Prof Susi Geiger, Principal Investigator

Silicon Valley, Disruption and the End of Uncertainty

Geiger, Susi, University College Dublin,

Journal of Cultural Economy 13:2, 169-184,

DOI: 10.1080/17530350.2019.1684337.


This paper reflects on the relationship between high-tech disruption narratives and uncertainty. My main argument is that an economic sociology of the future is incomplete without addressing the ‘demonic’ or rather eschatological elements apparent in the promissory twin rhetoric of disruption and inevitability that a number of contemporary technology firms employ. The conjuring up of liberatory high-tech futures implicates a political-philosophical perspective of the end game. It utilizes at once the productive power of uncertainty to create visions of ‘absolute riches’ and societal gain but at the same time narrows these futures down to one inevitable alternative to the status quo. Through the examples of two Silicon Valley disruptor firms, I argue that these eschatological narratives need to be opened to social scientific critique in order to examine their potential societal consequences above and beyond the narrow geographic confines of ‘the Valley.’

A tidal wave of inevitable data?
Assetization in the consumer genomics testing industryUntitled design 1 300x300 - Publications

Geiger, Susi, University College Dublin,
Nicole Gross, National College of Ireland

Forthcoming at Business & Society


We bring together recent discussions on data capitalism and bio-capitalization by studying value flows in consumer genomics firms – an industry at the intersection between healthcare and technology realms. Consumer genomics companies market genomic testing services to consumers as a source of fun, altruism, belonging and knowledge. But by maintaining a multisided or platform business model, these firms also engage in digital capitalism, creating financial profit from data brokerage. This is a precarious balance to strike: If these companies’ business models consist of assetizing the pool of genomic data that they assemble, then part of their work has to revolve around obscuring to consumers any uncertainties that would potentially impinge on these processes of assembly. We reflect on the nature of these practices and the market relationships that enable them, and we relate this reflection to debates around alternative market arrangements that would potentially mitigate the extractive tendencies of these and other digital health firms.

“Market Failures and Market Framings:  Can a Market be transformed from the inside?”

Screen Shot 2018 09 20 at 10.43.32 300x294 - Publications

Geiger, Susi and Nicole Gross (2018):   Organization Studies v39 (10) pp 1357 – 1376.

Concerned Markets
Economic Ordering for Multiple Values

Edited by Susi Geiger, Associate Professor of Marketing, University CollegeScreenshot 2019 03 14 at 12.02.21 197x300 - Publications Dublin, Ireland, Debbie Harrison, Associate Professor, BI Norwegian Business School, Norway, Hans Kjellberg, Associate Professor, Stockholm School of Economics, Sweden and Alexandre Mallard, Director of the Centre de Sociologie de l’Innovation, Ecole des Mines ParisTech, France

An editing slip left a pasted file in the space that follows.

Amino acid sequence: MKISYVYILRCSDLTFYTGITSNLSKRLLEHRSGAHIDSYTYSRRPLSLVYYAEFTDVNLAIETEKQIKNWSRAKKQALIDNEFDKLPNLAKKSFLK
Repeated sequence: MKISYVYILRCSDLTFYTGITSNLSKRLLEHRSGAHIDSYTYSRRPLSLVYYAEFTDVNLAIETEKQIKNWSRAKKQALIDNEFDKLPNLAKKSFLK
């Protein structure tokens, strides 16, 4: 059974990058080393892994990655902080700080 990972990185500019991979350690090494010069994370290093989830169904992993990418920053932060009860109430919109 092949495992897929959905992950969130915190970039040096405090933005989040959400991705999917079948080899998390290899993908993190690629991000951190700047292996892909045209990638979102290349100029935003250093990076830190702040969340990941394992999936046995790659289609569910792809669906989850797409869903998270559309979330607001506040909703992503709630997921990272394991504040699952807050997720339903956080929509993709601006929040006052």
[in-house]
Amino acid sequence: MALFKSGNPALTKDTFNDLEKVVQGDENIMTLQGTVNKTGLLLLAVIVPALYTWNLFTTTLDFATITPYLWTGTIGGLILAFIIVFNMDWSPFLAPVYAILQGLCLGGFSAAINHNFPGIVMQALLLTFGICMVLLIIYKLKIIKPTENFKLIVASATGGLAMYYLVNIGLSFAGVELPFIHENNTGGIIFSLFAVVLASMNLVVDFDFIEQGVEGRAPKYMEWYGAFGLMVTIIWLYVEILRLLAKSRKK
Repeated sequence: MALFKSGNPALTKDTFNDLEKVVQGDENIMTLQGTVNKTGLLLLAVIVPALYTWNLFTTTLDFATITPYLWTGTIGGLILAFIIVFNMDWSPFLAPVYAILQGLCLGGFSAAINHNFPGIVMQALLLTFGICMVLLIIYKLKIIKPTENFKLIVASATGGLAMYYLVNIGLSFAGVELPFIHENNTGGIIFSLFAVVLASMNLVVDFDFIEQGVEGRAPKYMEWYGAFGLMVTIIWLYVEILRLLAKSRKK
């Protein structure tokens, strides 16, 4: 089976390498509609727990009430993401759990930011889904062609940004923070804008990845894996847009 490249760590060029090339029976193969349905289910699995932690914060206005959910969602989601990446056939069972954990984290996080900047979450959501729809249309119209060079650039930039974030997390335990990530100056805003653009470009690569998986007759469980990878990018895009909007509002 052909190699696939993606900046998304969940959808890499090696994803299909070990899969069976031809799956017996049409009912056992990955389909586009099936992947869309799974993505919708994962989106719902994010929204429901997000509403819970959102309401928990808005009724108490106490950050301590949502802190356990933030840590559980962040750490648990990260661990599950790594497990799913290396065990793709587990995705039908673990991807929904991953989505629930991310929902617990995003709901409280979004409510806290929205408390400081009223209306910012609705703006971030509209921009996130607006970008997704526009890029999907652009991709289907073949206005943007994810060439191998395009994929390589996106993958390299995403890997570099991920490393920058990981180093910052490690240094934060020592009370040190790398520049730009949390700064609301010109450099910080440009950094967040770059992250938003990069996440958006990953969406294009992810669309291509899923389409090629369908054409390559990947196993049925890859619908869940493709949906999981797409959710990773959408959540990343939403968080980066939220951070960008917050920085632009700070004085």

When political, social, technological and economic interests, values, and perspectives interact, market order and performance become contentious issues of debate. Such ‘hot’ situations are becoming increasingly common and make for rich sites of research. With expert empirical contributions investigating the organization of such ‘concerned’ markets, this book is positioned at the centre of the rapidly growing area of interdisciplinary market studies. Markets investigated include those for palm oil, primary health care and functional foods. The authors also examine markets and environmental concerns as well as better market design for those at the bottom of the pyramid.


Dr Théo Bourgeron – Post Doctoral Research Fellow

Constructing the Double Circulation of Capital & “Social Impact.”

An Ethnographic Study of a French Impact Investment Fund.

Bourgeron, Théo. 2020. Constructing the Double Circulation of Capital and “Social Impact.” An Ethnographic Study of a French Impact Investment Fund. Historical Social Research 45 (3): 117-139. doi: 10.12759/hsr.45.2020.3.117-139.

Abstract: »Die Konstruktion der doppelten Zirkulation von Kapital und ,sozialem Impact‘. Eine ethnographische Studie über einen französischen Impact- Investitionsfond«. Elaborating on a three-month ethnography of an impact investing fund called Impact Equity, this article aims to understand the mechanisms at work in the emergence of the impact investing sector. After presenting the case of Impact Equity (section 1), the article details the norms and devices through which impact investing is constructed in everyday financial work (sections 2 and 3) and investigates how impact investors mobilise moral beliefs and strategic motivations to navigate competing definitions of “social impact” (section 4). In doing so, this article outlines how the construction of the sector has involved the creation of channels enabling capital and “social impact” to circulate between institutional investors, impact investment funds, and “impactful businesses,” and it highlights the historical tensions that this process has involved.